There are several women and women’s groups in Sonoma County working on celebrations of the centennial of 19th Amendment, which gave women the right to vote, but the person most responsible for the new yellow, white and purple banners in Sebastopol’s town plaza is a man: city council member and history buff, Michael Carnacchi.


VOTES FOR WOMEN — Celebrating 100 years of voting by women.

Carnacchi designed the banners with the help of Elaine Holtz of the local chapter of the National Organization for Women, Leslie Graves of Sonoma County 2020 Women's Suffrage Project, Mary Dodgion of the West Sonoma County Historical Society and 5th District Supervisor Lynda Hopkins.

They gave him feedback on his banner designs — getting the colors in the right order and suggesting the rows of 36 stars — the number of states that in 1920 voted to approve the 19th amendment to the U.S. Constitution, which reads, “The right of citizens of the United States to vote shall not be denied or abridged by the United States or by any State on account of sex.”

The colors of the banner reflect the colors of the National Woman’s Party in the United States, a suffragist party. The organization described the meaning of these colors in a newsletter published Dec. 6, 1913: “Purple is the color of loyalty, constancy to purpose, unswerving steadfastness to a cause. White, the emblem of purity, symbolizes the quality of our purpose; and gold, the color of light and life, is as the torch that guides our purpose, pure and unswerving.”

Carnacchi and his advisors had a few disagreements.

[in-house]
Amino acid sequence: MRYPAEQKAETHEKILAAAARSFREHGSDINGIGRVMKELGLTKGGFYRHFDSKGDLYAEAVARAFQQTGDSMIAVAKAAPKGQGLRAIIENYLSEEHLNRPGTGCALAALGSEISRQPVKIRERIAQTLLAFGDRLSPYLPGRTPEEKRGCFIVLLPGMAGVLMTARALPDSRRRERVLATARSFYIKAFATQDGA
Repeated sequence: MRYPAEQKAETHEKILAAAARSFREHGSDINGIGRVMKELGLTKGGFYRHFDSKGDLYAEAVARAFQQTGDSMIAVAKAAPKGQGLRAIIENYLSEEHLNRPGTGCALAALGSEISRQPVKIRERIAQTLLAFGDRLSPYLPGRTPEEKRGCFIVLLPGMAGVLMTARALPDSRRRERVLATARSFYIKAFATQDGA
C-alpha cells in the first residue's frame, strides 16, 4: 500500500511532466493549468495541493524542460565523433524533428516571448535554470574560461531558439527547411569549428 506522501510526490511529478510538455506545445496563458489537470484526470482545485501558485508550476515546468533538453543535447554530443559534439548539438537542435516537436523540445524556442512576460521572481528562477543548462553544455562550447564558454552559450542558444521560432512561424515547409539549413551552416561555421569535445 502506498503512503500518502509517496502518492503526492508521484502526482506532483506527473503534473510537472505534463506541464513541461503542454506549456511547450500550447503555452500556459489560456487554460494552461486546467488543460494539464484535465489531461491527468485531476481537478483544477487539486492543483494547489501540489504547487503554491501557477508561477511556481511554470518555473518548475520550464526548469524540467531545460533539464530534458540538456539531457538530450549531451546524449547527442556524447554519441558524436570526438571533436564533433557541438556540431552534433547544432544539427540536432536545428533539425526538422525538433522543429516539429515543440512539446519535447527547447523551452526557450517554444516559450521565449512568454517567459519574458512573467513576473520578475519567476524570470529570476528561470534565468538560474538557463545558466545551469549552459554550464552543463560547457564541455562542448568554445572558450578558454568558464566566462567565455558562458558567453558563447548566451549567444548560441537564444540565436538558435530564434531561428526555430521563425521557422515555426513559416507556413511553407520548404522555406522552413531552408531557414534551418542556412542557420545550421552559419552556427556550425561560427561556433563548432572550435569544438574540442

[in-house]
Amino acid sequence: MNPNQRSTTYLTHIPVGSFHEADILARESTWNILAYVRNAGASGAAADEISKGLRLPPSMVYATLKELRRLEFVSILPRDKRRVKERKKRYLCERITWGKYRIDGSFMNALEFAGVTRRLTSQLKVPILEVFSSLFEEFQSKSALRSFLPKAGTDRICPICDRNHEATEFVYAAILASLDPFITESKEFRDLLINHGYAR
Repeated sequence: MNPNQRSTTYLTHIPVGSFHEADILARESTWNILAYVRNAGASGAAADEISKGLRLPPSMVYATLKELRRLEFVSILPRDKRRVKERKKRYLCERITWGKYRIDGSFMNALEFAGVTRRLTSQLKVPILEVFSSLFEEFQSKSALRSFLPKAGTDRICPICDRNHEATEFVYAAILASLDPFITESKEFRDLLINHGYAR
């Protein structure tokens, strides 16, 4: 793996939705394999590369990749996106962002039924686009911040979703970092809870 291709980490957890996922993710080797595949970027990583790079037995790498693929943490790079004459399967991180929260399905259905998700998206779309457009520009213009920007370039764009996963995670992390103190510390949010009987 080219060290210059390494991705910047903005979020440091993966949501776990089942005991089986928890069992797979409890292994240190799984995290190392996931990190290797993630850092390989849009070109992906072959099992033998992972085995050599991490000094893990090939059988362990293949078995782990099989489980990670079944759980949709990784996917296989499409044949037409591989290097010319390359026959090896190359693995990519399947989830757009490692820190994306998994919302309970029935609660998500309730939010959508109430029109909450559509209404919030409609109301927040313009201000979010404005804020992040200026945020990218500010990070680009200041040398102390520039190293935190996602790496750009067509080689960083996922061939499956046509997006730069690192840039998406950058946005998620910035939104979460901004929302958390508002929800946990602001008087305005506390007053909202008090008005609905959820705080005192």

“I thought it should read ‘Votes by women’ but they said that the phrase ‘Vote for women’ was more historically correct, so I submitted to the women and the powers that be and that’s what is says,” Carnacchi said.

Carnacchi, who collects historical memorabilia, also loaned his suffragist collection of ephemera — letters, pamphlets and autograph books — to the Western Sonoma County Historical Society for its upcoming exhibit on the 19th Amendment. 

“I’m very excited about that,” said Mary Dodgion, curator of the exhibit. “It helps tell the story in more detail and in a different way.”

Carnacchi said he collects historical memorabilia because he appreciates the connection to history that physical objects provide.

“It’s one thing to read about history,” he said. “It’s another thing to hold a piece of it in your hand and realize 100 years ago the women involved in this movement actually held it their hands too,” he said.

Included in his collection are autographed quotation cards bearing favorite quotes written in their own handwriting, including “Man & Woman, a simultaneous creation,” signed by Elizabeth Cady Stanton; “Taxation without representation is tyranny, whether it is imposed upon man or woman,” signed by Lucy Stone; “Peace through Equality” signed by Carrie Chapman Catt, as well as several letters, books and other ephemera.

“I saw it as an opportunity to set aside our political divisions of liberal and conservative. Women have been voting for 100 years — who can’t celebrate that,” he said. “I like the way it breaks down the political divide. I mean, ‘Look at you go, girl. You are awesome!’”

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